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Exhibit tells lesser known story of Rembrandt's supposed works

Posted January 12, 2012

— Since opening in October, the Rembrandt in America exhibition at the North Carolina Museum of Art has been a big hit, selling nearly 110,000 tickets.

Rembrandt in America Interactive: Rembrandt in America

Visitors have gotten a chance to see the nation's largest collection of authentic paintings by the Dutch painter.

But they've also gotten to learn about one of the art world's greatest controversies.

"Every painting in this exhibition was originally thought to be a Rembrandt," curator Dennis Weller said.

That includes two paintings in the museum's own collection: "Young Man With a Sword" and "The Feast of Esther."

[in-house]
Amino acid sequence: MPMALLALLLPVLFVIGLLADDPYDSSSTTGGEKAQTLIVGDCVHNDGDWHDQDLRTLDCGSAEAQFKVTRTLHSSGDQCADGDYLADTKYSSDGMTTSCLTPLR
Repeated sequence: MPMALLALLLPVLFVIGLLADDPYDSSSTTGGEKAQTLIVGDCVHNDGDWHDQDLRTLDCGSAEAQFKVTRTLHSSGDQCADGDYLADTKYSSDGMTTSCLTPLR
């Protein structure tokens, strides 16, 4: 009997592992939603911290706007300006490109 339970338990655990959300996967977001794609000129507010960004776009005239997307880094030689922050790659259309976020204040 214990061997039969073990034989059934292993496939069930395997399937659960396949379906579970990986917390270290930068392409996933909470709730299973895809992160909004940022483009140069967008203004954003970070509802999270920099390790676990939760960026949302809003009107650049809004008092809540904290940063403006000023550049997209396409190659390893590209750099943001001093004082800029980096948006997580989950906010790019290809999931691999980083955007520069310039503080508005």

The museum's first director acquired the paintings in the 1950s, but years later, scholars determined they were not authentic.

In the 1600s, Rembrandt had more business than he could handle, Weller said.

"Everyone wanted their portrait painted by Rembrandt, and he physically could not do them all," Weller said. "He brought people in to work in his style."

Art dealers in the late 1800s wrongly attributed hundreds of paintings to Rembrandt.

Exhibit tells story of Rembrandt's supposed works Exhibit tells story of Rembrandt's supposed works

Scholars are still trying to sort it out.

At the end of the exhibition at the museum, visitors can compare a real Rembrandt with one that isn't authentic.

The exhibit runs until Jan. 22.

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  • prpoovey Jan 12, 4:51 p.m.

    Great story! A good opportunity to also see works now thought to have been done by his students/apprentices.

    Phil Poovey